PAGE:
HoverCam Solo 8 software review

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The HoverCam Solo 8 in desk mode with the arm bend down and the integrated lights on.
The HoverCam Solo 8 in desk mode with the arm bend down and the integrated lights on.

The HoverCam Solo 8 is a tabletop camera that could be used in the life science for projecting images from your desk in seminars and conferences, or to make short videos for teaching.

Selected features & price

  • 8 MP sensor
  • 30 fps video
  • USB 3.0, no additional power supply needed
  • Mac (Flex10) & Windows (Flexview, Flexcap) software [1]
  • $350 [2], €440 ($540!) [3] - retrieved 2014-12

Installation & software test

Test environment: Mac OS X 10.10 Mavericks on an MBP Retina 15 inch 2012 model; Flex10 software (1.01.011 latest in 2014-12), no published version history; VLC 2.1.5 or OS X Preview for playback

  • Accessed the camera in USB drive mode (port labelled install) to access stored installation software. Flex10 install failed due to an invalid signature (see right). Had to download installer from hovercam.com.
  • USB problems: camera wasn't regularly accessible on the right USB port. Half of the time the video transmission would just stay grey (see right, 2nd from the top). Disconnecting the cable and restarting the software would help occasionally but not every time.
  • Crashed on the 1st test run after starting to flicker and the video breaking up (see full crash report: [4]).
  • On the right USB, the system often does not start up properly with either a grey screen or a black screen. The latter usually makes the process unresponsive (see right, 3rd from the top).
  • Changed to testing the left port because it has less startup problems. Not much better there either. The software often stayed black after recording a video, some times after the 1st, other times after the 2nd. In this situation, a Flex10 restart and cable disconnect is required.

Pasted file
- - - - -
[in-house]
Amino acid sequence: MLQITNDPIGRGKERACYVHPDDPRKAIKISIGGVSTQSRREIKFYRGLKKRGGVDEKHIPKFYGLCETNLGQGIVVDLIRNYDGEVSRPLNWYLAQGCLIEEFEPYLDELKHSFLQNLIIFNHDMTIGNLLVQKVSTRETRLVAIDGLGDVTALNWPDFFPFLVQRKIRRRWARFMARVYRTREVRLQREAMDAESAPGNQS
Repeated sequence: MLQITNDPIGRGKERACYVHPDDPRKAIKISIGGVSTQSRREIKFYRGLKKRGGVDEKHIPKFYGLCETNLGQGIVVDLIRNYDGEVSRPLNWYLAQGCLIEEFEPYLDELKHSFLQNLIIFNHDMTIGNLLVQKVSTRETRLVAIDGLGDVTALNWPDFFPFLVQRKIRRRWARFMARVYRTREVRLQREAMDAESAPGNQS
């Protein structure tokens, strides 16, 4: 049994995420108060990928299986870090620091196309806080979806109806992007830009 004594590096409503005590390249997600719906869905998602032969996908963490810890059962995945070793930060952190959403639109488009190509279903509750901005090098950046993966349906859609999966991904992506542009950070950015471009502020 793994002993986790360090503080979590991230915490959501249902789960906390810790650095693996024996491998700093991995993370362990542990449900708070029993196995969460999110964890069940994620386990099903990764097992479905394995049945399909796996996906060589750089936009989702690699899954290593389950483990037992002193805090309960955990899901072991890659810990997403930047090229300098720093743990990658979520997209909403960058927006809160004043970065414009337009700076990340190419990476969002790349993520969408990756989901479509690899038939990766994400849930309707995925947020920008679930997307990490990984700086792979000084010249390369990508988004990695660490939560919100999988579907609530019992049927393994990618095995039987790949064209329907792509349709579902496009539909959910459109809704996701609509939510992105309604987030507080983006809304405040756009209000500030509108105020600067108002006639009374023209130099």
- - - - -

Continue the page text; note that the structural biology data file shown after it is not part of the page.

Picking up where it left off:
• Problems with artificial light frequencies causing light waves in the video [5]. In some videos this disappears in the recording and is only visible during the recording on screen. Often it is both visible on screen and in the stored video file. It appears to be better if the internal LEDs are off [6] (this video didn't play online using Safari, maybe the Flex10 video file has problems; download instead). Surprising that the internal LEDs are more problematic than the room fluorescent lighting.
  • Another test video recorded had an obvious stutter, probably a problem with the frame rate [7] (another video that didn't play in Safari/OneDrive).

Conclusion: The fact that the software provided on the camera did not work was a bad start, not helped by the startup problems on the right USB port. Since not even the other USB port provided reliable use and since many of the videos had either light oscillations or an obvious stutter means that I cannot currently recommend this camera for the Mac. A colleague of mine is luckier with the camera set up on a PC. It appears the software works better on Windows.

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